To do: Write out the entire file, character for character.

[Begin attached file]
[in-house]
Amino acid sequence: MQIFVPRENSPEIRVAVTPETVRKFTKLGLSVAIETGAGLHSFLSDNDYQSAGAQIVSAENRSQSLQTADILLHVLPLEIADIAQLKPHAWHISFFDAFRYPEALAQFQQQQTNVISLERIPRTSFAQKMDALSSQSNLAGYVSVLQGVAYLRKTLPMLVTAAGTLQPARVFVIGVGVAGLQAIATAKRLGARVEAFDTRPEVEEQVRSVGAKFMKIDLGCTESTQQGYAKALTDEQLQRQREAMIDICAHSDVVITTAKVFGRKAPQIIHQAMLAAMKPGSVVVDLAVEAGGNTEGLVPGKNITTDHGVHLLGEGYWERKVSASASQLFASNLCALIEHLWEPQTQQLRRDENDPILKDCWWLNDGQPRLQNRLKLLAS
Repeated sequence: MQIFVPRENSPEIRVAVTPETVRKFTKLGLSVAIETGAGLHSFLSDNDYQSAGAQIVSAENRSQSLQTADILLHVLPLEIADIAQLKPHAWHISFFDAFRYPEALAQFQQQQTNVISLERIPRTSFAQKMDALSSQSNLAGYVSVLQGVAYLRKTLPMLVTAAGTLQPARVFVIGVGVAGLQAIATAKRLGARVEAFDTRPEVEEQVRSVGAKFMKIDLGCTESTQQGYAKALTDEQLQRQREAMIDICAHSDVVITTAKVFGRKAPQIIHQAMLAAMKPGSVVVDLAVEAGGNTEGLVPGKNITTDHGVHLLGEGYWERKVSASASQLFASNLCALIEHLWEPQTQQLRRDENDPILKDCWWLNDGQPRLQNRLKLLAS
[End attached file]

[in-house]
Amino acid sequence: MQIFVPRENSPEIRVAVTPETVRKFTKLGLSVAIETGAGLHSFLSDNDYQSAGAQIVSAENRSQSLQTADILLHVLPLEIADIAQLKPHAWHISFFDAFRYPEALAQFQQQQTNVISLERIPRTSFAQKMDALSSQSNLAGYVSVLQGVAYLRKTLPMLVTAAGTLQPARVFVIGVGVAGLQAIATAKRLGARVEAFDTRPEVEEQVRSVGAKFMKIDLGCTESTQQGYAKALTDEQLQRQREAMIDICAHSDVVITTAKVFGRKAPQIIHQAMLAAMKPGSVVVDLAVEAGGNTEGLVPGKNITTDHGVHLLGEGYWERKVSASASQLFASNLCALIEHLWEPQTQQLRRDENDPILKDCWWLNDGQPRLQNRLKLLAS
Repeated sequence: MQIFVPRENSPEIRVAVTPETVRKFTKLGLSVAIETGAGLHSFLSDNDYQSAGAQIVSAENRSQSLQTADILLHVLPLEIADIAQLKPHAWHISFFDAFRYPEALAQFQQQQTNVISLERIPRTSFAQKMDALSSQSNLAGYVSVLQGVAYLRKTLPMLVTAAGTLQPARVFVIGVGVAGLQAIATAKRLGARVEAFDTRPEVEEQVRSVGAKFMKIDLGCTESTQQGYAKALTDEQLQRQREAMIDICAHSDVVITTAKVFGRKAPQIIHQAMLAAMKPGSVVVDLAVEAGGNTEGLVPGKNITTDHGVHLLGEGYWERKVSASASQLFASNLCALIEHLWEPQTQQLRRDENDPILKDCWWLNDGQPRLQNRLKLLAS